Powder Project App: Useful Tool Or Backcountry Heresy?

Powder Project App: Useful Tool Or Backcountry Heresy?


Powder Project App: Useful Tool Or Backcountry Heresy?


Powder Project is an app and website developed by the same folks who made MTB Project that boasts GPS access to “secret stashes” and “backcounty zones.” Their mapping technology shows skin tracks via yellow lines and green, blue, or black lines as the skiable, downhill terrain.

Related: FATMAP Launches 3D Mountain Maps On Your iPhone | #foreveryline

Upon examining a few particular ‘projects,’ we quickly noticed a lack of ski inventory on the site. Let’s use take the Lake Tahoe area for example. This area boasts hundreds of backcountry lines. But according to Powder Project, there are only a small amount on Mount Rose, Mount Tallac, and the Luther Pass, most of which are uphill.

So far, it’s clear skiers are taking a largely hostile stance against Powder Project and that opposing logic is solid. These backcountry zones are supposed to be an escape from the crowds and Jerry’s at ski resorts.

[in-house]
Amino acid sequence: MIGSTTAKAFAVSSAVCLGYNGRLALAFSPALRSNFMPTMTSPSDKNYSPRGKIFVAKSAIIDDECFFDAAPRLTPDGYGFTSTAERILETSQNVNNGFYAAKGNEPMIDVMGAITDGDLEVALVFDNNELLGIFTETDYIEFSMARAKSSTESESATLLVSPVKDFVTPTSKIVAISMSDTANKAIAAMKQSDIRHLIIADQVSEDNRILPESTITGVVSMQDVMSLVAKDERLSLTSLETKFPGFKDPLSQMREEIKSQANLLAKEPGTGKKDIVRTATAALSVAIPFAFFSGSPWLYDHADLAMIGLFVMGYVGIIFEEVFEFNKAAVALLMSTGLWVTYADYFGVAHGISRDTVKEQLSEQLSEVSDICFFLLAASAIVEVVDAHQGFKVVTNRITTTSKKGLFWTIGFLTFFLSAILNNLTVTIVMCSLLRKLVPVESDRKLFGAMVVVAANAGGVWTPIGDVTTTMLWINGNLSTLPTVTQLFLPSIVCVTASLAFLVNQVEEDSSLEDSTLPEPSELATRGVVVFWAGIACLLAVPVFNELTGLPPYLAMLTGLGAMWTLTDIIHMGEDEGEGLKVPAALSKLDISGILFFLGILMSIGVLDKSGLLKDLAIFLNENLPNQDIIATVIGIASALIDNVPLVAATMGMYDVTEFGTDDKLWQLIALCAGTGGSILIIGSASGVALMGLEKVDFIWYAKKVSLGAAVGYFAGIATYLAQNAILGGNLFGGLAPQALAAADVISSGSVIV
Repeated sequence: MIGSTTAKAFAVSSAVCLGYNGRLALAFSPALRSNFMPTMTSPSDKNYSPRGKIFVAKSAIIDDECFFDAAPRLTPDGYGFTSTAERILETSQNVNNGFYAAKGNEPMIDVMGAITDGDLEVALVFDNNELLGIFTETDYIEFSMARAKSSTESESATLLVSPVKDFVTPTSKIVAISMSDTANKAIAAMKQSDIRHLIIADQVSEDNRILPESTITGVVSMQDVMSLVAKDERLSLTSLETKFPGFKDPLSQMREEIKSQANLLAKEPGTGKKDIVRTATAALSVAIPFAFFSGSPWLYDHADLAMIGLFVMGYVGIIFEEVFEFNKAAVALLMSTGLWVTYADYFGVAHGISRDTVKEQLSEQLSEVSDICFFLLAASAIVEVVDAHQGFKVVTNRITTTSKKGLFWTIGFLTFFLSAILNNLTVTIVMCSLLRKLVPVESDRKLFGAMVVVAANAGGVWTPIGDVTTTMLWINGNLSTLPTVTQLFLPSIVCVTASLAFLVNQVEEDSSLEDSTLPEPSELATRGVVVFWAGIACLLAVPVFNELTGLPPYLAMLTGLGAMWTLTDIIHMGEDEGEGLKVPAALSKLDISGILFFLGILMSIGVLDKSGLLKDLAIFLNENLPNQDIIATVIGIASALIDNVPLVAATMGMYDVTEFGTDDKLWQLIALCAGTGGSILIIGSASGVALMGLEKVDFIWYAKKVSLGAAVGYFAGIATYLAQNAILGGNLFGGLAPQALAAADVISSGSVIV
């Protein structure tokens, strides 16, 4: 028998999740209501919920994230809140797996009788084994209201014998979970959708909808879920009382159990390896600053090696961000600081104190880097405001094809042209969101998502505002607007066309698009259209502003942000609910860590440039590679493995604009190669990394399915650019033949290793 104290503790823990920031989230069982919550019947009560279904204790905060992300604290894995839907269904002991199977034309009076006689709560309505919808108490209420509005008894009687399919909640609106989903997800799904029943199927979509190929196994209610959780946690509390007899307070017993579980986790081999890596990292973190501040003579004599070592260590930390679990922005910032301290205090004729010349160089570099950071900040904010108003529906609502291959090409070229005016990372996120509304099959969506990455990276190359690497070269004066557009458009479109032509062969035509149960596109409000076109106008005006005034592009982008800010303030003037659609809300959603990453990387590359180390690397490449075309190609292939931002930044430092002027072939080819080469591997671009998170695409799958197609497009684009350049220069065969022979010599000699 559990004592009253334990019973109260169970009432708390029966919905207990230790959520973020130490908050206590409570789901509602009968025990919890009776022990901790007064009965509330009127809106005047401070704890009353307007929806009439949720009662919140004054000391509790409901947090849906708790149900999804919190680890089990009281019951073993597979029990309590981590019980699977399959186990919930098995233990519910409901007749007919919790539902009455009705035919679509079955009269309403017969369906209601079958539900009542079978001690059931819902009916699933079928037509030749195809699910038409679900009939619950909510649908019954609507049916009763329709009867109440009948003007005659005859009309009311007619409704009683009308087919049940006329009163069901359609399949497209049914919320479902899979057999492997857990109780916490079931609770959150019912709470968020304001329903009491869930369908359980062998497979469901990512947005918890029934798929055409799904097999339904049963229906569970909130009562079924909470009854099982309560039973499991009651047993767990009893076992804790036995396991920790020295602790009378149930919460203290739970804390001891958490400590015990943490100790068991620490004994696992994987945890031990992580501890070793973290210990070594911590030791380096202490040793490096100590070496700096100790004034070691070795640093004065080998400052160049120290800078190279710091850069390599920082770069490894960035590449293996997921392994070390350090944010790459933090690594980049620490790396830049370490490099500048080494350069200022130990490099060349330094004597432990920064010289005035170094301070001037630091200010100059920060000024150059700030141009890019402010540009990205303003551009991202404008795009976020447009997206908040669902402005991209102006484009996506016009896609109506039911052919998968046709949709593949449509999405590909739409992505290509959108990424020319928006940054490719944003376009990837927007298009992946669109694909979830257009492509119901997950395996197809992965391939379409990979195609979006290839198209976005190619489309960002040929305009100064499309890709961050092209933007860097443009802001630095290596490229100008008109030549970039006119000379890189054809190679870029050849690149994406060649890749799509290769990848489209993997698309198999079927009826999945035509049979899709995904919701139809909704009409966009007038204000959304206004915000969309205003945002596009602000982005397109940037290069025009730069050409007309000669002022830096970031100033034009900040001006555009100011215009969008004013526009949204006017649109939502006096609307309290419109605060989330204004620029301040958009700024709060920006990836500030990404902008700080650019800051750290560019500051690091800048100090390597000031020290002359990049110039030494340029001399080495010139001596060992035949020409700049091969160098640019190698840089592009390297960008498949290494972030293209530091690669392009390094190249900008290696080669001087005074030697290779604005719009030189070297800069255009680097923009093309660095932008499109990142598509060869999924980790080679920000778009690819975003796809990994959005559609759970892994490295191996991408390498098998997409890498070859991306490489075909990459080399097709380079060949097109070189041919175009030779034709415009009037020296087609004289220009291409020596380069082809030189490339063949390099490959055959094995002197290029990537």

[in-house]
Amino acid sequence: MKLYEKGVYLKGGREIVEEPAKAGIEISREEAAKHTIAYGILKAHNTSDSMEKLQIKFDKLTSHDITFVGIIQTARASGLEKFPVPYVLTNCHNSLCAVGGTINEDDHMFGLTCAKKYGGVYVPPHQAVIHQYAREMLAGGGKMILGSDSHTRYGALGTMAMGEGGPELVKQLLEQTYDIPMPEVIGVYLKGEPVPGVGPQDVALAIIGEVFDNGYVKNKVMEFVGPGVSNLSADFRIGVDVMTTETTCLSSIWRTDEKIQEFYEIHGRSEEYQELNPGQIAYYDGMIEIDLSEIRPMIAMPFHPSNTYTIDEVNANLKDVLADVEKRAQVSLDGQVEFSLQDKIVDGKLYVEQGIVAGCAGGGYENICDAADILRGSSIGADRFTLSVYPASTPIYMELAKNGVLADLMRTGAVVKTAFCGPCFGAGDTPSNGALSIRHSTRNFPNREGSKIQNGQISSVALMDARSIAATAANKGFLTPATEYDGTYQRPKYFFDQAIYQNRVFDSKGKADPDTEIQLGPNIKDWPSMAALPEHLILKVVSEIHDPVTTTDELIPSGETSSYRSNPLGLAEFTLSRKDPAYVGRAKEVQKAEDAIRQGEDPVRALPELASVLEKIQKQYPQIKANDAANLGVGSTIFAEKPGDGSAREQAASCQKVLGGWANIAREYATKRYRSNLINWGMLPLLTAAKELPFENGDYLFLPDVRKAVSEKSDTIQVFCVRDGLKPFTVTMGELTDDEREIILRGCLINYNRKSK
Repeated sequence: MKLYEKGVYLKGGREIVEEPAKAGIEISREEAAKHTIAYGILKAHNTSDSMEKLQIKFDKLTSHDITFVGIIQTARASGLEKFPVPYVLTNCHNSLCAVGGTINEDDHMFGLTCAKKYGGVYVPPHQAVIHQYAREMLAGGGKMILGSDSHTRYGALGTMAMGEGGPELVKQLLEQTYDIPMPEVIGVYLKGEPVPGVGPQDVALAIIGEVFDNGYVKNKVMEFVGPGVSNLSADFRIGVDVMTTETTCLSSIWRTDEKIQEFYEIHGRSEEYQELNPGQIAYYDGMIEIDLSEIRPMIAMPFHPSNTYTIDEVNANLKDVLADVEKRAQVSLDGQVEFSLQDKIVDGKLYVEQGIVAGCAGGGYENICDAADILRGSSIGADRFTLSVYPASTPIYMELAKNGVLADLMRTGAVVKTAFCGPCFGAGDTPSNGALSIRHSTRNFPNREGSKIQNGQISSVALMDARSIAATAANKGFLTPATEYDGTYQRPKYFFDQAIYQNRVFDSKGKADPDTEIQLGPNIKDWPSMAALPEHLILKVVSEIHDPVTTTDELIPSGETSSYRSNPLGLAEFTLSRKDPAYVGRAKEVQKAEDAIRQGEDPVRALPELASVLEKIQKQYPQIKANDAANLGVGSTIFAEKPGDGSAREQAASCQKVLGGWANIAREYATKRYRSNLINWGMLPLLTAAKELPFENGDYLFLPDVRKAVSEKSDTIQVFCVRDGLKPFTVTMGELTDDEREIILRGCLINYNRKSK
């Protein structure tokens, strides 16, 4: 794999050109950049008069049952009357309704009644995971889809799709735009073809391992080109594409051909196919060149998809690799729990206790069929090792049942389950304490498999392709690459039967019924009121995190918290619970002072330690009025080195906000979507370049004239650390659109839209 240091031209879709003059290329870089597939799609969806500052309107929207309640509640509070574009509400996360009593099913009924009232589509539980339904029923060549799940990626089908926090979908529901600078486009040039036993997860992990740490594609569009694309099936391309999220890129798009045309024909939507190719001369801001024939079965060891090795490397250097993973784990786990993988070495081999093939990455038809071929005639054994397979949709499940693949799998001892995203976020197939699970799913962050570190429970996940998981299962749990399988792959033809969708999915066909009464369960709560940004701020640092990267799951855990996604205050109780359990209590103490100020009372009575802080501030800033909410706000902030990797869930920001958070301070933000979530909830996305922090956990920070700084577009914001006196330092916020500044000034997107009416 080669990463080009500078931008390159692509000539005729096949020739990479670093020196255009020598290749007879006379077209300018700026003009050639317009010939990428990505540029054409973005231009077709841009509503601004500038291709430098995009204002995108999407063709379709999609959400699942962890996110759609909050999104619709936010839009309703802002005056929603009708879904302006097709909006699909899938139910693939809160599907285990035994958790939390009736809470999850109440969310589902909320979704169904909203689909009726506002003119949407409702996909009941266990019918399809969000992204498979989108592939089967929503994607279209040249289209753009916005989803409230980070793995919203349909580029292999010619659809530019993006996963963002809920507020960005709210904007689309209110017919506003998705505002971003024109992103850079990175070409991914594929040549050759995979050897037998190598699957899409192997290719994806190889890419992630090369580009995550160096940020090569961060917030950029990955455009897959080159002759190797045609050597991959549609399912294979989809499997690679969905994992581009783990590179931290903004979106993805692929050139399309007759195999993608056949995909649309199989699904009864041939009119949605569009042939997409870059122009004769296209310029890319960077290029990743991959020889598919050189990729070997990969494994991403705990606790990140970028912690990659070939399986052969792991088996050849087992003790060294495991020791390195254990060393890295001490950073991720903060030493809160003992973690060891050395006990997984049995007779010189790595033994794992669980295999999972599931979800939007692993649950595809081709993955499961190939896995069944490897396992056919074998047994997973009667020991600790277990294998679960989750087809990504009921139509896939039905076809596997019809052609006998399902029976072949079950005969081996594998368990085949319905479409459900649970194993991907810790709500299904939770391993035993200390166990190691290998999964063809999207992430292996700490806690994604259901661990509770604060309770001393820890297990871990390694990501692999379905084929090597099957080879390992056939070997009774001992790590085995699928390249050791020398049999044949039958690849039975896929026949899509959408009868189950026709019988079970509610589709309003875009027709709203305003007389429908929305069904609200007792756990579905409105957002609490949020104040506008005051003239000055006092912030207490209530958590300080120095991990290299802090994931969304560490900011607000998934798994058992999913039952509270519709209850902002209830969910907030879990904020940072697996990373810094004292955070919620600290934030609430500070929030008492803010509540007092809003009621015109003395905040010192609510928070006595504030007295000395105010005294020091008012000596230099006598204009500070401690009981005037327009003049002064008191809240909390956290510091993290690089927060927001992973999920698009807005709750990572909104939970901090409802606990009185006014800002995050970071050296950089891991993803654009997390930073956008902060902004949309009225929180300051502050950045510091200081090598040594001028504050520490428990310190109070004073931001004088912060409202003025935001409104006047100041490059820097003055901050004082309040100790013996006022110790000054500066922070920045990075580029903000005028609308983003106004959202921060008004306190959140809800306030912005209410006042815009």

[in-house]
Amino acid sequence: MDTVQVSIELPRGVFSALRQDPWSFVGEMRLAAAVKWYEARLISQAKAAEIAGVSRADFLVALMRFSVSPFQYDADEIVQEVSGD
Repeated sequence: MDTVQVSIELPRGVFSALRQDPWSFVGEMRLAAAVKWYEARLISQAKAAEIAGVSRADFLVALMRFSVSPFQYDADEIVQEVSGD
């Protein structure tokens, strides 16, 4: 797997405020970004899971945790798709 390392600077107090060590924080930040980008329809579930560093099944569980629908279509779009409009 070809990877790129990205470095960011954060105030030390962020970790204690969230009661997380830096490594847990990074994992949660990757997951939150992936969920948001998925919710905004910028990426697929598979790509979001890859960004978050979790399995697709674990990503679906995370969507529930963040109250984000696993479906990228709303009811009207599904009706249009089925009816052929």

Backcountry skiers work hard to explore skiable terrain in remote zones and have earned the right to access these off-the-radar ski lines without an idiot proof iPhone app.

There goes another classic…

Sharing these backcountry areas with the world wide web and Powder Project will lead to more and more people skiing these lines and unlike dusty mountain bike trails whose conditions stay mostly uniform, powder/snow gets skied out. That’s not to mention the hordes of ill prepared that will flock to these so called “secret stashes.”

The idea of reaching the top of the skin track and finding a gaggle of cell phone-toting tourists is enough to give many skiers a stroke.

On the other hand, there are countless backcountry ski guides in paperback. These guidebooks outline much of the same skiable terrain save for some well-kept secrets. Some might argue that there is a bit of a double standard here. Guidebooks are okay, but publishing the same exact information on a website is not okay? Maybe this is a prejudice against technology? Maybe its a scheme by publishing companies to sell more books?

To skiers, good old paper books are one thing, but being able to unlock untracked secrets via a smart phone is straight up heresy.

*These views are not necessarily shared by Unofficial Networks 

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